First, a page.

Categories

Documentary
Exhibit
Paper
Performance
Website
How to Create a Documentary

A documentary should reflect your ability to use audiovisual equipment to communicate your topic’s significance. The documentary category will help you develop skills in using photographs, film, video, audio, computers, and graphic presentations. Your presentation should include primary source materials and also must be an original production. To produce a documentary, you must have access to equipment and be able to operate it.

How is a Documentary Different from Other Categories?

Creating a documentary is different from other categories because of the technology necessary. Before deciding to create a documentary, you should ask yourself the following questions:

  • Am I interested in using computers, cameras, and other technologies?
  • Can I conduct and record interviews (for the purpose of including film clips in the documentary)?
  • Can I find film clips to use in my documentary?
  • Are there enough still photographs related to my topic available that I can use in my documentary?
  • Do I have access to equipment that will be needed to make a documentary?
  • Is creating a documentary the best way to show off my topic?
Getting Started
  • Create a documentary notebook. Use this to write down all of your ideas and keep your research organized. Watch historical documentaries and write a list of what you think makes a great historical documentary.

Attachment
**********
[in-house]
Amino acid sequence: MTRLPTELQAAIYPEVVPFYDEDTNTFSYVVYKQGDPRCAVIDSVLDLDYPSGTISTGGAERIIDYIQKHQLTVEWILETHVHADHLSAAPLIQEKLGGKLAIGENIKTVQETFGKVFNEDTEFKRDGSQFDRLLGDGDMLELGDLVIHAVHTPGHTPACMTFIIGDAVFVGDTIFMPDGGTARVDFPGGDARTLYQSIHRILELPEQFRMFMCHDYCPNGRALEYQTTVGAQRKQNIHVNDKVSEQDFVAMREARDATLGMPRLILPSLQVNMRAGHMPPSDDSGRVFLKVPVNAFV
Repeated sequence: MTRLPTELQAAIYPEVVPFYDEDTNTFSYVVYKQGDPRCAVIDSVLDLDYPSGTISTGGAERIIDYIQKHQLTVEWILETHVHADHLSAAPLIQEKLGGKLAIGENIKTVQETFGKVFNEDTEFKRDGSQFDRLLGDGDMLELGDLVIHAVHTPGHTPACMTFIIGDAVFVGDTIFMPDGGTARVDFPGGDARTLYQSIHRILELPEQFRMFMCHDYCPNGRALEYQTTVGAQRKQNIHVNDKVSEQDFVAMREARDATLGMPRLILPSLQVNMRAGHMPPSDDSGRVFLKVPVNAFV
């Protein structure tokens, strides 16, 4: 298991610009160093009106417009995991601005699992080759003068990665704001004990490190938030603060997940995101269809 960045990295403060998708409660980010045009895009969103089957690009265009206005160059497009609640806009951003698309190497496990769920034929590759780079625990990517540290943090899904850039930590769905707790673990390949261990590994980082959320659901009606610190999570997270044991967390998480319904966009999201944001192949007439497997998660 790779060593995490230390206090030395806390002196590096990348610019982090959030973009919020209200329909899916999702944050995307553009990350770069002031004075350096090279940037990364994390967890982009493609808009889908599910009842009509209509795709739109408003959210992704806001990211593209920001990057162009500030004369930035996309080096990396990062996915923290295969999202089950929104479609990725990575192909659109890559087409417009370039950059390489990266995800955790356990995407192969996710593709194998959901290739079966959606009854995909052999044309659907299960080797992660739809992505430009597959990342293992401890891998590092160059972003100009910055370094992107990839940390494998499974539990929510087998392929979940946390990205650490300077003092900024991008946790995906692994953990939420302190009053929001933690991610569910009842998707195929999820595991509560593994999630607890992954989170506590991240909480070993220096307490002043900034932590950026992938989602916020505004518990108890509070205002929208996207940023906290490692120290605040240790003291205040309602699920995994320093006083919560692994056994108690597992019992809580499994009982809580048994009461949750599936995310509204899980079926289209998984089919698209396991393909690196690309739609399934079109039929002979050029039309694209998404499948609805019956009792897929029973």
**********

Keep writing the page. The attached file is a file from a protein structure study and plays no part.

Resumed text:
• Make sure you have the necessary technology. This includes access to:
    • a computer,
    • a video camera, and
    • editing software.
  • Research the topic first. Examine secondary and primary sources, taking careful notes and keeping track of which source each piece of information came from. From your research, you should come up with your thesis – the argument you want to make with your documentary.
  • Keep a database. It is important that you have a database where you keep track of all of the information you are gathering. A database is simply any place where you can collect and easily access your sources and production materials.
  • Create a timeline. Before you jump into your project, it is a good idea to create a preliminary timeline of when you want to finish important steps along the way, especially the start and end dates of pre-production, research, production, and post-production.